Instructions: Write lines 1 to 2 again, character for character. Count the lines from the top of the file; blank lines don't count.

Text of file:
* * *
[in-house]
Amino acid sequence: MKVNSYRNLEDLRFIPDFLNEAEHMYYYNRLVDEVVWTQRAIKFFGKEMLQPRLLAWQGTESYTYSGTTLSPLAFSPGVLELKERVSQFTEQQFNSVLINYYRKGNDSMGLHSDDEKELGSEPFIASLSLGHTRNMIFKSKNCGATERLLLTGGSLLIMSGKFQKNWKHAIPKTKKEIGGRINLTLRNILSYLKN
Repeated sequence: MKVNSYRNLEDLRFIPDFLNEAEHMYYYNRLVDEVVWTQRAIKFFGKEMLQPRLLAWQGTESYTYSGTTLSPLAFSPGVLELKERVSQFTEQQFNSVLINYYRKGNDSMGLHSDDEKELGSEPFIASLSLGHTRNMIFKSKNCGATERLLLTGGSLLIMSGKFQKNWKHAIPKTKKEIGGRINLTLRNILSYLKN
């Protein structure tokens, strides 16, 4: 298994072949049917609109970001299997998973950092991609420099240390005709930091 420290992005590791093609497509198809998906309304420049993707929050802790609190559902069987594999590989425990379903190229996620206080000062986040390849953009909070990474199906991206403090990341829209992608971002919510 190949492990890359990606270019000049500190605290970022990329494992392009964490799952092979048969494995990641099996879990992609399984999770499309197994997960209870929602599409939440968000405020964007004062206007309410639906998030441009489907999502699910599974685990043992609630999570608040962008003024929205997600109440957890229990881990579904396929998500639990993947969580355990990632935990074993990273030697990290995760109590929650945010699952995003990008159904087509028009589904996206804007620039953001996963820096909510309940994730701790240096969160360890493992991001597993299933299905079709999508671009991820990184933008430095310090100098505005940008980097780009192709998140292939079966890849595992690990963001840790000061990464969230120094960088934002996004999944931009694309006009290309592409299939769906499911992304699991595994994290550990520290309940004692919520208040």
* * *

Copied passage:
[in-house]
Amino acid sequence: MKVNSYRNLEDLRFIPDFLNEAEHMYYYNRLVDEVVWTQRAIKFFGKEMLQPRLLAWQGTESYTYSGTTLSPLAFSPGVLELKERVSQFTEQQFNSVLINYYRKGNDSMGLHSDDEKELGSEPFIASLSLGHTRNMIFKSKNCGATERLLLTGGSLLIMSGKFQKNWKHAIPKTKKEIGGRINLTLRNILSYLKN